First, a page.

What does an Audio Describer do?

An Audio Describer verbally describes what happens on stage for the blind or visually impaired, so that they can enjoy live performances or events. They produce a separate audio description script for the show and they recite them in real time at a live event, using specialised equipment.

What are the main responsibilities of an Audio Describer?

  • Study stage directions and storylines from scripts 
  • Attend shows before they describe and during
  • Record different types of audiovisual products 
  • Create audio scripts 
  • Respond to moments live that were not in the script

What qualifications do I need to be an Audio Describer?

You will need to complete formal training to be an Audio Describer which may or may not result in a formal qualification. However a number of other qualifications will definitely assist in your ability to complete the duties asked of this role. For example, English and Voice work for pronunciation. An understanding of theatre, set and costumes can also be beneficial when describing. 

What skills do I need to be an Audio Describer?

  • Social skills, especially for individual describing 
  • Knowledge of types of media and audio equipment 
  • Communication skills
  • Attention to detail
  • Pronunciation techniques - must be able to pronounce words correctly for them to be understood
  • Punctuality - if you’re describing a theatre show you must be on time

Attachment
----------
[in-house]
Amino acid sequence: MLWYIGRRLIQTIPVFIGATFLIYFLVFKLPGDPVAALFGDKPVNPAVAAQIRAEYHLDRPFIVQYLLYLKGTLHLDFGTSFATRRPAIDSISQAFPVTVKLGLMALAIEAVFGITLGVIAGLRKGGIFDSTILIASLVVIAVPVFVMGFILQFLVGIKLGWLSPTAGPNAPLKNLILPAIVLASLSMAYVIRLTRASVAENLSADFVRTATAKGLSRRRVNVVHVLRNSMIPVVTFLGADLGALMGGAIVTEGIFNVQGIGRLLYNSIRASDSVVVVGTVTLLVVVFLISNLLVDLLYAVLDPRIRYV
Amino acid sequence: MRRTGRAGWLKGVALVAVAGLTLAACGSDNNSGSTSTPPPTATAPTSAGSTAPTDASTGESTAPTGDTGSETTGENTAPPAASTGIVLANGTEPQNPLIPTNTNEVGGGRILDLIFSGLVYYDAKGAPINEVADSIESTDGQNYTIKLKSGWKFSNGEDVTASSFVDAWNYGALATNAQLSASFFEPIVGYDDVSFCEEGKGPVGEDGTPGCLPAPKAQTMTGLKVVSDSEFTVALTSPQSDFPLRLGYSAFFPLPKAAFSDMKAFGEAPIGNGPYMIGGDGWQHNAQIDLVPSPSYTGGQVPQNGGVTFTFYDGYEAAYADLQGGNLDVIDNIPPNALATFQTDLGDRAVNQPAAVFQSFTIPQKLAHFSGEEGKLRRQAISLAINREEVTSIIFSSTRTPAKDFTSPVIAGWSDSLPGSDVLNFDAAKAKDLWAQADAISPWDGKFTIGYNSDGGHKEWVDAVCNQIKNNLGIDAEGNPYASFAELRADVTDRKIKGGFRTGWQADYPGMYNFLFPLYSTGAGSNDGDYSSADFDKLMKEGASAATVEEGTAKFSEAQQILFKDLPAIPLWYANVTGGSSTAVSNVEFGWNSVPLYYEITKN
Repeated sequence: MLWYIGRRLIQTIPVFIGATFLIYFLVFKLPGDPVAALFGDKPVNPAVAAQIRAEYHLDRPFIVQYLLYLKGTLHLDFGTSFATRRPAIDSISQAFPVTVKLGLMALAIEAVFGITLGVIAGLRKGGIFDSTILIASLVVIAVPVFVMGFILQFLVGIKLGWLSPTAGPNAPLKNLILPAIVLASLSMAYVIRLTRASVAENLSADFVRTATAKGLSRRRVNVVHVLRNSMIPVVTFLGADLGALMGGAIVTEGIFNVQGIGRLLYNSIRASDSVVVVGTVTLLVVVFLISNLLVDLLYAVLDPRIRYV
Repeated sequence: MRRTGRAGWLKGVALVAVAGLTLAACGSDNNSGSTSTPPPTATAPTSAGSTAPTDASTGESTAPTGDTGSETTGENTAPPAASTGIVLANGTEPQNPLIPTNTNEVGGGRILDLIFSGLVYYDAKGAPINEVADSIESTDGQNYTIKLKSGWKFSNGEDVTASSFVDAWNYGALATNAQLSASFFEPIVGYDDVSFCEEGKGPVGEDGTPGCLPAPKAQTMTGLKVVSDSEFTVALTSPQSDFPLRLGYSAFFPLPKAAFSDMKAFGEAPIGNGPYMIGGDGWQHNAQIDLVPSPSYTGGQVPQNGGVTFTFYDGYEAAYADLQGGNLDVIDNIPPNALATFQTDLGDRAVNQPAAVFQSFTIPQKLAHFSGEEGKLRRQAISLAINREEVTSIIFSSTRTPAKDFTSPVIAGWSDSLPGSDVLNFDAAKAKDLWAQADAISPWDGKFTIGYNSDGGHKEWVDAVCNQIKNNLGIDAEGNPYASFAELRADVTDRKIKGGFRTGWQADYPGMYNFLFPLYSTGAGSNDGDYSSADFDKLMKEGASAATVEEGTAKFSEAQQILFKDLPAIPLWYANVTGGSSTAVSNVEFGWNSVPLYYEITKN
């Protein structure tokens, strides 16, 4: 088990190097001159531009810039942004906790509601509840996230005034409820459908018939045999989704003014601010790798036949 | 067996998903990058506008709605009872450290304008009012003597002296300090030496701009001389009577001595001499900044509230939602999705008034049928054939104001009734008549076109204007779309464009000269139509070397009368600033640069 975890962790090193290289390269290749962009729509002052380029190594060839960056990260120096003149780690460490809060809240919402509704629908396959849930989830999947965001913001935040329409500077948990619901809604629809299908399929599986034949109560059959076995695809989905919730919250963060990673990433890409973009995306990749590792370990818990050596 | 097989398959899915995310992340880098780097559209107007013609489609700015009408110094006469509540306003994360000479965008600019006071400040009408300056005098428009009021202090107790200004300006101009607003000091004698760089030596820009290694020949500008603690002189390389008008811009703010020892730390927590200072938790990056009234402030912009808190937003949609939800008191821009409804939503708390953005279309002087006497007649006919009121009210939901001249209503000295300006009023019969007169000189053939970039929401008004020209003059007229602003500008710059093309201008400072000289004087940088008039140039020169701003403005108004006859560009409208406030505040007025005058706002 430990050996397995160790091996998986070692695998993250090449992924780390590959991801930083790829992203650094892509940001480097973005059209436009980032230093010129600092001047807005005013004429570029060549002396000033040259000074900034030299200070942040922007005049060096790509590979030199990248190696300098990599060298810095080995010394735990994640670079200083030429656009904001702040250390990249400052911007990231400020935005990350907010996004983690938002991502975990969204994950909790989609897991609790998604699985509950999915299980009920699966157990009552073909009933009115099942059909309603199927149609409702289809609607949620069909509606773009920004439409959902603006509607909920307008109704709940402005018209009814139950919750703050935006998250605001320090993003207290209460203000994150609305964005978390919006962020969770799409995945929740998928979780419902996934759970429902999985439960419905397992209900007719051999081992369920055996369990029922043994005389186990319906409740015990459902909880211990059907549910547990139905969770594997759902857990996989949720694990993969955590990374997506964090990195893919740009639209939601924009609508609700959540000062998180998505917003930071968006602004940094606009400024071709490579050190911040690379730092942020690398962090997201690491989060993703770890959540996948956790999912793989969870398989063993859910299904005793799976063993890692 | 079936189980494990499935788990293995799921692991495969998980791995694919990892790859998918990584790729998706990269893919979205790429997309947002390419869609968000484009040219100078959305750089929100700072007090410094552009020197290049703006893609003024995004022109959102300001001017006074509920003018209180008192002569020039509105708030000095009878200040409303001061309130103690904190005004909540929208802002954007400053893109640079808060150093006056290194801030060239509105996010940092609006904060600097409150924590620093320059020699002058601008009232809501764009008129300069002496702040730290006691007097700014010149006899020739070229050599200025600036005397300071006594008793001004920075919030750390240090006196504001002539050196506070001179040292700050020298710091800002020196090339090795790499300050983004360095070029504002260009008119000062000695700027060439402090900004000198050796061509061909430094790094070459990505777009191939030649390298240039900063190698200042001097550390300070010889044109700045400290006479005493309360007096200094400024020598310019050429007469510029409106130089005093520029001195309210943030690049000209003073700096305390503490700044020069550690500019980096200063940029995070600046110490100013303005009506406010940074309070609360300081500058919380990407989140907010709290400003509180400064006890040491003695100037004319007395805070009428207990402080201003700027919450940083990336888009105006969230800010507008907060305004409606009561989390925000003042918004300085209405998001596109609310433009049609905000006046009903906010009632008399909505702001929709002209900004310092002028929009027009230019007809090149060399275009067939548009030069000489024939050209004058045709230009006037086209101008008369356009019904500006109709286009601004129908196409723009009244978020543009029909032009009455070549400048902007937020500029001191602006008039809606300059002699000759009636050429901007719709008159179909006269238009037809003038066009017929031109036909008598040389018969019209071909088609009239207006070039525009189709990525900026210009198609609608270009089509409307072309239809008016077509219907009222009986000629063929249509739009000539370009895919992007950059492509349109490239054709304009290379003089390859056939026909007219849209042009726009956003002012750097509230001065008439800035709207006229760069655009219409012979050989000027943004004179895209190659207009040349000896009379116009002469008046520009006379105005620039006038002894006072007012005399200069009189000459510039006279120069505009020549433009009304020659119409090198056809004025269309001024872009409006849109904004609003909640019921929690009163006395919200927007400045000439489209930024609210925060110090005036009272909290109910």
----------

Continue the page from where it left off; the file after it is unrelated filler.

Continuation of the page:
• Descriptive
  • Able to describe moments not planned for

What does a career as an Audio Describer look like?

You must be able to be a good communicator. For example, if you’re describing a production such as Macbeth, you must be able to explain in detail what the Actors who play the witches are wearing, the facial expressions they are using and the way they move around the space. With the appropriate training you will be able to ensure you are able to provide an audience with enough description to bring the show visually to life.  

How much does an Audio Describer earn? 

Salaries can vary and are often paid per performance as a freelance rate, or through an agency. It depends on how many shows there are, whether the show requires travel (on tour) and the size of the cast.

The above is a guide. Pay, salary or fee can vary depending on the theatre or company, as well as your personal experience. National institutions or commercial productions can pay in excess of the above, with profit-share or community theatre paying less.

You can find theatre jobs via The Stage Jobs here 


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